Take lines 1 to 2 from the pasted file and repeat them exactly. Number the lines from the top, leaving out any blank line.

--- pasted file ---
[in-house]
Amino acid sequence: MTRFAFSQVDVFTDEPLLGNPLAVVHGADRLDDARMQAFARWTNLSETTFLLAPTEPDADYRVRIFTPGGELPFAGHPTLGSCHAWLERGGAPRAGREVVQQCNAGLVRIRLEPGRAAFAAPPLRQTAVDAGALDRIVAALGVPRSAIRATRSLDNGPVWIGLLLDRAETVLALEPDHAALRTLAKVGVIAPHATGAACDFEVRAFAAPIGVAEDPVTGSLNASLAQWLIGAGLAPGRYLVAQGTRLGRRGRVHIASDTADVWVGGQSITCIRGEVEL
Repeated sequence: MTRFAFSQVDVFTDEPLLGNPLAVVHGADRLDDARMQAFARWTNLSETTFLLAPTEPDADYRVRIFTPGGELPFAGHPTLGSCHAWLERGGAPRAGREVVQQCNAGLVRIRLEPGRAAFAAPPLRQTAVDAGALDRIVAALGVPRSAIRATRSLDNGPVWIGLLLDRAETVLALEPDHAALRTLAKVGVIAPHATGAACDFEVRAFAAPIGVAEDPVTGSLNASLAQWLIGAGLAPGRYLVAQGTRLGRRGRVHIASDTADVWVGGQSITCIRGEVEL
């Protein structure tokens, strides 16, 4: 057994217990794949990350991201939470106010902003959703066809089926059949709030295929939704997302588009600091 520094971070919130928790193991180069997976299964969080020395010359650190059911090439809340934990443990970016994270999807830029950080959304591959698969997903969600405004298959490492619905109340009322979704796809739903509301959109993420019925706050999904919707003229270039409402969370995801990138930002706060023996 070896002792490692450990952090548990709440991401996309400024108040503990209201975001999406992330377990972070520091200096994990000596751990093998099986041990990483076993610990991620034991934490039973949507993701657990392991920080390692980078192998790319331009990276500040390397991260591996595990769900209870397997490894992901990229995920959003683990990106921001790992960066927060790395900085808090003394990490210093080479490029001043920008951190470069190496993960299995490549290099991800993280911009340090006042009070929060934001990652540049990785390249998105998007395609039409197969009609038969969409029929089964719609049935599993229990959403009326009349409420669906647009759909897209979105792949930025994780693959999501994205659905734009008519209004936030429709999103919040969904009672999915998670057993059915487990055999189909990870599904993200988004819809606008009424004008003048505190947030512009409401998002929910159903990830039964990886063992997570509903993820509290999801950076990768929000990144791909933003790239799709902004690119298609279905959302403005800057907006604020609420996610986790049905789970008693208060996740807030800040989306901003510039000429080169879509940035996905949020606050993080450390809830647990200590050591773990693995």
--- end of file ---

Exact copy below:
[in-house]
Amino acid sequence: MTRFAFSQVDVFTDEPLLGNPLAVVHGADRLDDARMQAFARWTNLSETTFLLAPTEPDADYRVRIFTPGGELPFAGHPTLGSCHAWLERGGAPRAGREVVQQCNAGLVRIRLEPGRAAFAAPPLRQTAVDAGALDRIVAALGVPRSAIRATRSLDNGPVWIGLLLDRAETVLALEPDHAALRTLAKVGVIAPHATGAACDFEVRAFAAPIGVAEDPVTGSLNASLAQWLIGAGLAPGRYLVAQGTRLGRRGRVHIASDTADVWVGGQSITCIRGEVEL